Gazania Christians

                                                    
 
    One of our favorite annual flowers that we put in our planters each spring is the gazania. If you are not familiar with it, it looks a bit like a sunflower but the plant gets only about 8 inches tall. It blooms all summer and has very brilliant blossoms in shades of red, orange, and purple.  One of the interesting features is that the blossoms only open up in full sun. They do not open if it is cloudy or if they are in the shade, and they close as soon as they are out of the direct sunlight.  
     To me it is a picture of the importance of us as believers staying in the “Sonlight” and focused upon the Son of God, Jesus Christ.  There are lots of things that can come between us and the Son, things that distract us from our focus on Him and His Word, and as a result, we sort of “close up” and people don’t see the beauty of Christ is us.  Athletes talk a lot about “staying focused” in order to be successful. As Christians we too need to stay focused on Christ if we are going to be a positive witness to the world.  It’s easy to let our busyness–or our business–come between us and the Lord and we lose the reflection of Christ through our lives.  Instead, we start manifesting the self-centeredness and sinfulness of our old flesh. Gazanias are not very pretty  when they close up due to lack of sunshine.  Similarly, we believers are not very pretty when we aren’t living in the “sonshine” of our Savior, Jesus Christ.  We still have our old natures and no matter how long we have been saved, our old nature has not improved. It is still full of ugliness. 
     Paul the  Apostle definitely kept his eyes focused on the Lord throughout his missionary ministry. In fact his testimony to the church at Philippi was,  “…one thing I do: forgetting what lies behind and reaching forward to what lies ahead, I press on toward the goal for the prize of the upward call of God in Christ Jesus” (Phi. 3:13,14).  Paul consistently kept his focus on Christ and not on the circumstances which often could easily have pulled him down spiritually and marred his testimony and service for the Lord. He was so confident in his “focus” that he could challenge others to “Be imitators of me, just as I also am of Christ” (  Cor. 11:1 cf 4:16).  The Apostle Paul was definitely a “Gazania Christian” who kept his life exposed to the Son. 
     Do people consistently see the beauty of Christ in you, or do they more often see the ugliness of your old flesh?  Do they see the “fruit of the Spirit” (the love, joy, peace, patience, kindness, goodness, faithfulness, gentleness and self control), or do they see the works of the flesh (idolatry, sorcery, enmities, strife, jealousy, outbursts of anger, disputes, dissensions, factions, envying, drunkenness and carousing) (Gal. 5:19-23).  The difference will be whether we are focused on the Son or on our problems, our weaknesses, others, or the allurements of the world system.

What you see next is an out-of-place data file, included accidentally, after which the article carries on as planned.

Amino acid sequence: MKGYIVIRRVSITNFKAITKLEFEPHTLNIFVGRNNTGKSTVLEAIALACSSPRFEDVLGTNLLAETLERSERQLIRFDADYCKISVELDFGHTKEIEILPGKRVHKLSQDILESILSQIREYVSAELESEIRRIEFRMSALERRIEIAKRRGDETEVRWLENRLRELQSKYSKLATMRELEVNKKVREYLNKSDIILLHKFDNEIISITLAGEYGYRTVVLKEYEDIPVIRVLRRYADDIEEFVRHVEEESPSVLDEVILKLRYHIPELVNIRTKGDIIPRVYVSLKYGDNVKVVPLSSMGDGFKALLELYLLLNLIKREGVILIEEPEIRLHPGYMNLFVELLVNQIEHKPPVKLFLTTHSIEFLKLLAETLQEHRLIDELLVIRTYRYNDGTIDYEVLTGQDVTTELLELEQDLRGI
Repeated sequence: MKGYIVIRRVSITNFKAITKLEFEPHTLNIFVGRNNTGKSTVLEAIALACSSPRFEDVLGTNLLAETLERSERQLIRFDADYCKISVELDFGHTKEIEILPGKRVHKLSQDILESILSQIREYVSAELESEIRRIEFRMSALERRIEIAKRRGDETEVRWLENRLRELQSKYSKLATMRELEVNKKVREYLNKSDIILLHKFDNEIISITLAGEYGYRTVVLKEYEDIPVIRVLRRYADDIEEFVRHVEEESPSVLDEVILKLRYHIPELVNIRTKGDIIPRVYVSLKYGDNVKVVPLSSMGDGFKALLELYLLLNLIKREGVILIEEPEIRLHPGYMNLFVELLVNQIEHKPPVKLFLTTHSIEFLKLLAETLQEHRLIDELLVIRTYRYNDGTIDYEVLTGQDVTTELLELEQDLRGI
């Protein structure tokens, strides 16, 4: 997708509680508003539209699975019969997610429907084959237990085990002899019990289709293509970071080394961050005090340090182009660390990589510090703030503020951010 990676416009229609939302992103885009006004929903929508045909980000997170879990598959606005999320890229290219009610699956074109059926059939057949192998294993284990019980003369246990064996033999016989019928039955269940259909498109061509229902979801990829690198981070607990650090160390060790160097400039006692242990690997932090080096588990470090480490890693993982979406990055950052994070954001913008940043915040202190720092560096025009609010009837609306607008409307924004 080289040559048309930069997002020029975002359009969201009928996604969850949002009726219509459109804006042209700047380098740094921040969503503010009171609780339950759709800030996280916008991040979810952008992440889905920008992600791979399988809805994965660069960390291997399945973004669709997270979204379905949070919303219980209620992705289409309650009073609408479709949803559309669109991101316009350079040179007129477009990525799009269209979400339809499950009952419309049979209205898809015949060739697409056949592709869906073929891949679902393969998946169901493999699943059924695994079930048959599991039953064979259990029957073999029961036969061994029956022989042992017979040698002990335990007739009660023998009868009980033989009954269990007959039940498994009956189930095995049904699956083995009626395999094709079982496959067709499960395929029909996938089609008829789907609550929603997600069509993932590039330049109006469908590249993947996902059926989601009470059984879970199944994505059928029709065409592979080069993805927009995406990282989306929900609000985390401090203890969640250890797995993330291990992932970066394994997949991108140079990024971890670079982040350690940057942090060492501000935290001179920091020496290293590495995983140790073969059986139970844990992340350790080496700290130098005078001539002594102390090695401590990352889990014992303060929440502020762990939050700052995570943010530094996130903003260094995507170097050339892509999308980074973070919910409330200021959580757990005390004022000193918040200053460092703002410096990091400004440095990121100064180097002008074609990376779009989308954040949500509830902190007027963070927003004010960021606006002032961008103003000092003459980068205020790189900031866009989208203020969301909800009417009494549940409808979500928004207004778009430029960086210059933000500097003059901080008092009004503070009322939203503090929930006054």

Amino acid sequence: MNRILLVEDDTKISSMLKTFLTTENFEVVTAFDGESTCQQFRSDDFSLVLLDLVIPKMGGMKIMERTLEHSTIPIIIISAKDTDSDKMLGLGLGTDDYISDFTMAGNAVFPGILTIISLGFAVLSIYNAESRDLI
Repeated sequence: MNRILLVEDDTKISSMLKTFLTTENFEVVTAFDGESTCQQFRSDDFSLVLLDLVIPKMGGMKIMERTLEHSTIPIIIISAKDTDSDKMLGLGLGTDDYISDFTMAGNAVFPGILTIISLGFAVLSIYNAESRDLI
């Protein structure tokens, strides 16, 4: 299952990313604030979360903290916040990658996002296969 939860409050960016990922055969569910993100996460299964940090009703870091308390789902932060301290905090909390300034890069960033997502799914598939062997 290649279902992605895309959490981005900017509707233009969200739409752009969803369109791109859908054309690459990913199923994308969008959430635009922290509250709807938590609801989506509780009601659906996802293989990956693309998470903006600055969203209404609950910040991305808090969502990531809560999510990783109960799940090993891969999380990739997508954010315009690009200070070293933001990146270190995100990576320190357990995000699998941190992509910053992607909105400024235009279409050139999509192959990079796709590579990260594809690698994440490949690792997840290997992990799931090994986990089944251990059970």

Albert Orsborn and Tom Jones wrote a chorus which expresses the importance of opening up to the Son so that others can see Him in our lives.                  
 
                 Let the beauty of Jesus be seen in me– 
                 all His wonderful passion and purity!   
                 O Thou Spirit divine, all my nature refine, * 
                 Till the beauty of Jesus of Jesus be seen in me.
 
 
     Just be sure that if people admire some quality in your life that really belongs to Christ, that you give God the credit and the glory. As Jesus said, “Let your light shine before men in such a way that they may see your good works and glorify your Father who is in heaven” (Mt. 5:16).  The Apostle  Paul was quick to say, “By the grace of God I am what I am” (I Cor.  15:10).  He said, “I have been crucified with Christ; and it is no longer I who live, but Christ lives in me; and the life which I now live in the flesh I live by faith in the Son of God, who loved my, and delivered Himself up for me” (Gal. 2:20). Similarly, to the Philippians he wrote,  “For me, to live is Christ” (Phil. 1:21).   
     Are you a  “gazania Christian?”  Do you display the beauty of Christ through your life by focusing on His beauty and the beauty of His Word?   
 
                Forever His,
 
                        Pastor Dave

*God in reality gives us a new nature.  Our old nature is not improvable  The rest of the song is great!

About Pastor Dave

Until my retirement 2 years ago, I pastored an independent Bible church in Northwest Montana for nearly 38 years. During that time I also helped establish a Christian school, and a Bible Camp. I am married and have children and grandchildren. The Wisdom of the Week devotional is an outgrowth of my desire to share what God is doing in my life and in our world, and to challenge you to be a part.
This entry was posted in Wisdom of The Week. Bookmark the permalink.

Leave a Reply

Fill in your details below or click an icon to log in:

WordPress.com Logo

You are commenting using your WordPress.com account. Log Out /  Change )

Twitter picture

You are commenting using your Twitter account. Log Out /  Change )

Facebook photo

You are commenting using your Facebook account. Log Out /  Change )

Connecting to %s